For Bambenek, priesthood 'happens in God's time' Print E-mail
By Pat Norby   
Tuesday, 18 May 2010
Deacon Joe Bambenek, 40, said it took him a couple of decades to accept the call to priesthood.


Deacon Joe Bambenek

Age: 40

Hometown:  Hastings

Home parish: St. Elizabeth Ann Seton, Hastings

Parents: Mary Ann and Jerome Bambenek

Education: Bachelor’s degree in physics, Northeast Missouri State University, 1993; Master’s degree in nuclear engineering and in technology and policy, M.I.T., 2006; Bachelor’s degree in philosophy, Ave Maria College, 2006

Former career: Manager and senior adviser at Michi­gan Electric Tran­s­mission Company, negotiating transmission pricing rights and developing policies and strategies

Teaching parish: All Saints, Lakeville

Pastoral internship experiences: Clinical pastoral experience at St. Louis University Hospital; Hispanic ministry at Our Lady of Gua­dalupe, St. Paul; diaconate  placement at St. Peter, Forest Lake

Hobbies: Rollerblading, kicking foot­balls, photography, traveling

Favorite books: “Tale of Two Cities” and “The Aeneid.”

Favorite band: Chicago

Favorite restaurant: Olive Garden

Favorite movie: “Field of Dreams.”

Person he most admires:
Pope John Paul II

Thanksgiving Masses:

» 4:30 p.m. Saturday, May 29, St. Elizabeth Ann Seton, Hastings

» 11 a.m. Sunday, May 30, All Saints, Lakeville

» 10 a.m. Monday, May 31, Our Lady of Guadalupe, St. Paul

» 5 p.m. Wednesday, June 2, St. Peter’s in the Loop, Chicago

» 5:30 p.m. Saturday, June 5, St. Mary’s Star of the Sea, Jackson, Mich

» Noon Sunday, June 6, Queen of the Miraculous Medal, Jackson

» 9 a.m. Friday, June 11, Regina Hospital Chapel, Hastings

» 8:30 a.m. Saturday, June 12, St. Joseph, Jackson

» 4:30 p.m. June 12, Christ the King, Ann Arbor, Mich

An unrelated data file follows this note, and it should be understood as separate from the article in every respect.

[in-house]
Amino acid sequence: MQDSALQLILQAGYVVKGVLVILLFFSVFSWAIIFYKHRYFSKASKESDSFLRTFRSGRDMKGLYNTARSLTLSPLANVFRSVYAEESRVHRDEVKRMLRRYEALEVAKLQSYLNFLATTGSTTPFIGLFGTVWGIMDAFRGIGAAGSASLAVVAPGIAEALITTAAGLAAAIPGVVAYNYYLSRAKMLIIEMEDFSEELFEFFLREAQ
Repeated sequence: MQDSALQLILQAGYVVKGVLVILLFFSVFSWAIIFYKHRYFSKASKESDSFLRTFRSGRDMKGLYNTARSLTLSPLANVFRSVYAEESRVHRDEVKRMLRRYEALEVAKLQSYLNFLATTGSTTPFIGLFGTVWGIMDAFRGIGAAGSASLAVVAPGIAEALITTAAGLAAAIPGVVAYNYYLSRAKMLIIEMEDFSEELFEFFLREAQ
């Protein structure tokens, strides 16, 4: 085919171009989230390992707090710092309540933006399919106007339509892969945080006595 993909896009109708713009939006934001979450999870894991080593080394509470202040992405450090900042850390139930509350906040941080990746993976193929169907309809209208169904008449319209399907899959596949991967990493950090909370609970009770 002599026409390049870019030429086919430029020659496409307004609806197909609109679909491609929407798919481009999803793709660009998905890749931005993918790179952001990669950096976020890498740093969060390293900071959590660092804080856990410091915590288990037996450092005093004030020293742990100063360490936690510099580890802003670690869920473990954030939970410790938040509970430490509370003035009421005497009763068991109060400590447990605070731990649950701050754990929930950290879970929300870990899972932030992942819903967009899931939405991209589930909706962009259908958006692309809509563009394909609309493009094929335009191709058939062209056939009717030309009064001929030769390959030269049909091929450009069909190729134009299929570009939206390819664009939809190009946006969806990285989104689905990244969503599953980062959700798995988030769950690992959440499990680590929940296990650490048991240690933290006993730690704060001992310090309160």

» 11 a.m. Sunday, June 13, St. Peter, Forest Lake
He first thought about the priesthood in first grade, when he portrayed St. Joseph in a Christmas pageant at the former St. Boniface in Has­tings, which merged with the former Guardian Angels to become St. Elizabeth Ann Seton. Later, during confirmation, he said he felt a burning in his heart.

Priesthood took on another level of seriousness while he was participating in a REFRESH retreat group and working in the energy industry in Michigan after graduating from the Massa­chu­setts Insti­tute of Tech­no­logy. Then, over a couple of years, Deacon Bambenek said he accompanied his boss, Chuck Waits, through his wife’s death from cancer.

“There was more personal satisfaction in that than in what I was doing for work,” Deacon Bambenek said. “At the time I was secretly churning all this thing through, I had about 30 people tell me on their own initiative that I should be a priest, ranging from people who barely knew me to people who knew me well.”

During his career at Michigan Elec­­tric Transmission Company (pre­­viously Consumers Energy Com­pany), he attended hundreds of meetings in Washington, D.C., and elsewhere to negotiate how utility companies could work together. He gained valuable experience in bringing people to­geth­er to deal with complex issues and make decisions about the future, he said.

Those years were also a time of “purgation,” he said. “Traveling on one’s own can be lonely. It was a time of going from loneliness to being at peace with solitariness.”

A gradual awareness

His decision to enter the seminary was part of a gradual awareness and the influence of many people, beginning with his family, friends, co-workers and priests.

In 2002, Deacon Bambenek talked with Father Tom Wilson about the possibility of entering St. Paul Semi­nary. Despite eight years of higher education, he learned that he needed to complete studies in philosophy and pre-theology. About that time, the company changed names and the offices moved to within a few hours from Ave Maria College in Ypsilanti, Mich., where he attended classes and continued to work­ part time, thanks to the help of his supervisors.

“I think these things happen in God’s time,” Deacon Bambenek said. “I realized that coming out of school at age 18 . . . I would have been a very holy priest, but not a particularly compassionate priest. With some of these encounters I have had, I will be able to serve God’s people much better.”

The greatest lesson Deacon Bam­benek said he learned in his teaching parish at All Saints in Lakeville with Bishop Lee Piché (then Father Piché) was that it is his job to bring Jesus to the people, not to be a “fix-it man.”

“With an engineering bent . . . I have a strong desire to make things better,” he said. “That can easily translate to wanting to fix things.”

Serving as a deacon has been the “best year of my life,” Deacon Bambenek said. “There’s incredible joy when doing what God made you to do. . . . When we surrender our life to God, we can have adventures we never imagined.”